“Before screenplays, I wrote fiction and short fiction but mainly unsold fiction. I wasn’t particularly good, but I was very persistent. I got a job working with severely emotionally disturbed children, and wrote at night. By the time I was 28 or 29 I realised I wasn’t going to make it as a fiction writer and I thought, “My God there’s gotta be some way of doing this”. Goldsman persisted, and persisted, and has gone on to have one of the biggest screenwriting careers in Hollywood in recent times. Nonetheless, “the life” has been all-encompassing: “I was lucky early on, but the downside was that my career became my life. Now I’m divorced, and I might not be had my career not been as wonderful but as consuming as it was. This business is so hard to get into that once you do, you never want to let it go and the ability to regulate your participation doesn’t come easily. Sometimes, like with anything in life, other good things fall by the wayside…”.
4. Leslie Dixon
MRS. DOUBTFIRE, THE THOMAS CROWN AFFAIR, PAY IT FORWARD, LIMITLESS
“If I had known (how tough it would be), I wouldn’t have tried. I had been on my own since I was 18, and couldn’t afford to go to college. And there was so little information. You have to realize this was pre-internet. You couldn’t enter your script in a screenwriting contest. You couldn’t even learn how to write a script properly. There was nobody anywhere around me, and nothing I could even get from a bookstore that conveyed correct screenplay form. So no one was going to teach me how to do it. But I felt that if I could get to Los Angeles, I could do things there, like get a library card from AFI and check out scripts and read them. That was the primitive nature of information gathering in those days. I got a job that paid me to read scripts, which is how I started reading screenplays, and very quickly got an idea of what was and wasn’t being bought, and of how you arrange the words on the page”.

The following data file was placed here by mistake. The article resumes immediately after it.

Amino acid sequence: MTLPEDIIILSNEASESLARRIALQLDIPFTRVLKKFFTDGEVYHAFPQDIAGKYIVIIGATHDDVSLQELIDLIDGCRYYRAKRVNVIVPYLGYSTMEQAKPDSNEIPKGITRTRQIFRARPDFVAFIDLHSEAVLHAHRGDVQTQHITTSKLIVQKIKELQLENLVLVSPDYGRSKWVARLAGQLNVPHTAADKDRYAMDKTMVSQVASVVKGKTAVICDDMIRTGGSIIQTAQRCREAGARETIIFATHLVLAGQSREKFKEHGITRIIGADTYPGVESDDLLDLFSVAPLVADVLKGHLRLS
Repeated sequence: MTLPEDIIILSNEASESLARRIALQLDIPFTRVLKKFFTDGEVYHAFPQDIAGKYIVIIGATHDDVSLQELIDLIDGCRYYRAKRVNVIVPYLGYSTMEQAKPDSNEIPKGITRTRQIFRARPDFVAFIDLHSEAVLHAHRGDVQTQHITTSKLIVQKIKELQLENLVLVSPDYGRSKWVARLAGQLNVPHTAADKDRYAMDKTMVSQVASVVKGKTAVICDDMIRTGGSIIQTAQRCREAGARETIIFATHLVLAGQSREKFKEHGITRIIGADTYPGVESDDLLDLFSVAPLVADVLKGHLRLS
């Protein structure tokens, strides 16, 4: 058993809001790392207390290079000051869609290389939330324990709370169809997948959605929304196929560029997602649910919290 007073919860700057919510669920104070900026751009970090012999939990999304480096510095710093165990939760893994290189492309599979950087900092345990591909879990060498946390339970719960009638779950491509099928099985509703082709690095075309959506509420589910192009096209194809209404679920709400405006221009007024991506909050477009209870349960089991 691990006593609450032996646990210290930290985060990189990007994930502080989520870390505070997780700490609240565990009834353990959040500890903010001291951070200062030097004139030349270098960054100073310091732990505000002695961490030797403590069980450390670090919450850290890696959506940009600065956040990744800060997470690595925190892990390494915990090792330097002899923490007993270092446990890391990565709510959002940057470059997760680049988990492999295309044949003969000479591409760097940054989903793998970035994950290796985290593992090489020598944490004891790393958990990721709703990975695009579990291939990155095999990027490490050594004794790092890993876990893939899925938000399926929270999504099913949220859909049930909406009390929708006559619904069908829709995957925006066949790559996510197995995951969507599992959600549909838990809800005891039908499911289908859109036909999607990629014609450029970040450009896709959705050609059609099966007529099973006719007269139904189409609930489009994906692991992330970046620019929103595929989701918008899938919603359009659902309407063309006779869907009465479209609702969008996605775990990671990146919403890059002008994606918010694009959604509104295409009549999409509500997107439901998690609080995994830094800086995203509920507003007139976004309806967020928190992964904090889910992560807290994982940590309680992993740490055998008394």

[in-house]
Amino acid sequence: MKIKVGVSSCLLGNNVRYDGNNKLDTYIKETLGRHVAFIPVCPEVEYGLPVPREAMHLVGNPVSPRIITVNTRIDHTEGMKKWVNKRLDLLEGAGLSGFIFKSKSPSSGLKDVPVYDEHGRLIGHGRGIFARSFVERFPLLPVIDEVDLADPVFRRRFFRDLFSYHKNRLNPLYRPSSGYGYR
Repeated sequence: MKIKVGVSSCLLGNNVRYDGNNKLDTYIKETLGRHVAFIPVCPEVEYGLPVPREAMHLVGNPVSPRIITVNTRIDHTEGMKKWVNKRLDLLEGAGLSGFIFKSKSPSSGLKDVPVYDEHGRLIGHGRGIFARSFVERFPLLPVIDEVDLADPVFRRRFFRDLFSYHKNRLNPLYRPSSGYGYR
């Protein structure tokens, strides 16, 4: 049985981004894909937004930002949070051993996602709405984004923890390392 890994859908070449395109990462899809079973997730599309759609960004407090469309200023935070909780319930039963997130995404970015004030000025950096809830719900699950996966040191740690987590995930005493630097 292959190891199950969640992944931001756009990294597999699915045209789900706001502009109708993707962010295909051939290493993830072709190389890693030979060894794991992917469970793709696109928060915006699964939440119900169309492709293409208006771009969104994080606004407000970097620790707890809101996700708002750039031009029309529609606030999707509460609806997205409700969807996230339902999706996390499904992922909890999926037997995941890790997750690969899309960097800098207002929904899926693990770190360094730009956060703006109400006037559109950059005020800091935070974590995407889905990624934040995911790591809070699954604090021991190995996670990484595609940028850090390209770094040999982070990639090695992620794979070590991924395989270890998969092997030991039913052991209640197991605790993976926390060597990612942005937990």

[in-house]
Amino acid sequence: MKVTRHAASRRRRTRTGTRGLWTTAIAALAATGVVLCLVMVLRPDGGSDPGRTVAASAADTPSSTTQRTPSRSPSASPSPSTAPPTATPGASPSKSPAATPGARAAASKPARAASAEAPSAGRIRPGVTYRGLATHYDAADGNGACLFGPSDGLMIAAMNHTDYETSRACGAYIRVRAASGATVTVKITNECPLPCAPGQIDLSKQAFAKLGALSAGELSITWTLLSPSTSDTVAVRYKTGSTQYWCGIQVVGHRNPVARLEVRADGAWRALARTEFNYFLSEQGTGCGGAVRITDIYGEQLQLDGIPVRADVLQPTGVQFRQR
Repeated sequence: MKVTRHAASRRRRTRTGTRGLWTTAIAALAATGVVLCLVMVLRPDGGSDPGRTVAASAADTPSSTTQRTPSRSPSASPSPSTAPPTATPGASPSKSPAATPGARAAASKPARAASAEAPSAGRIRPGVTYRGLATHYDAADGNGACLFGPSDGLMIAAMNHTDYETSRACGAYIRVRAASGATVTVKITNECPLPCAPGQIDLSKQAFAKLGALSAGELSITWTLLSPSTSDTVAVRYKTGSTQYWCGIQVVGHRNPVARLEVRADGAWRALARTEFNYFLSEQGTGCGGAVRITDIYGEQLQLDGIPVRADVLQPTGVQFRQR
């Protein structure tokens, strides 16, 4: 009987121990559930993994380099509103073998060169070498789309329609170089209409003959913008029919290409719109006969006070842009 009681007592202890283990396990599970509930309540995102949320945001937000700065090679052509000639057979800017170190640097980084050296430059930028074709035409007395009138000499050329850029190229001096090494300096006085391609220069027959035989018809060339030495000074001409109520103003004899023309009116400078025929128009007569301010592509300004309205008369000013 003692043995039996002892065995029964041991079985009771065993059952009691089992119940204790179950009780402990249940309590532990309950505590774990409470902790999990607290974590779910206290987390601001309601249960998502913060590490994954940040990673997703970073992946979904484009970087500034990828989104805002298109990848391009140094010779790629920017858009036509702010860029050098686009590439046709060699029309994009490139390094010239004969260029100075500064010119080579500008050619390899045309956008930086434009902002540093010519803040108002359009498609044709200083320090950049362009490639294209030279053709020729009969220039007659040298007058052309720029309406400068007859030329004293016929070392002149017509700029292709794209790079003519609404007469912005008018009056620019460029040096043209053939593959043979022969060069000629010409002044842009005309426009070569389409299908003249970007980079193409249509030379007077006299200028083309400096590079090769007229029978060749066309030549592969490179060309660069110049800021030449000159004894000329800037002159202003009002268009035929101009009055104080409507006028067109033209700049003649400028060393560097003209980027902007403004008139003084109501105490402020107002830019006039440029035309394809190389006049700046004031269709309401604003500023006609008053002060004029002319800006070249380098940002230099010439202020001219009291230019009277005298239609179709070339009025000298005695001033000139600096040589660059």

“I was committed to making it in show business. I refused to date or do anything else but write. I was writing nights and weekends and I wasn’t happy until I did it”.
– Jim Kouf
4. Jim Kouf
RUSH HOUR, NATIONAL TREASURE, STAKEOUT, ANOTHER STAKEOUT
“I was committed to making it in show business. I refused to date or do anything else but write. I was writing nights and weekends and I wasn’t happy until I did it. I ate, slept and thought of nothing but writing. The only thing that would have forced me to quit is if I couldn’t make it after 10 years. I didn’t have a family when I was starting out because at the very beginning, show business will steal your life. You have to be totally committed to getting in, you have to live, eat, breathe it, meet people in it, and become friend with them”.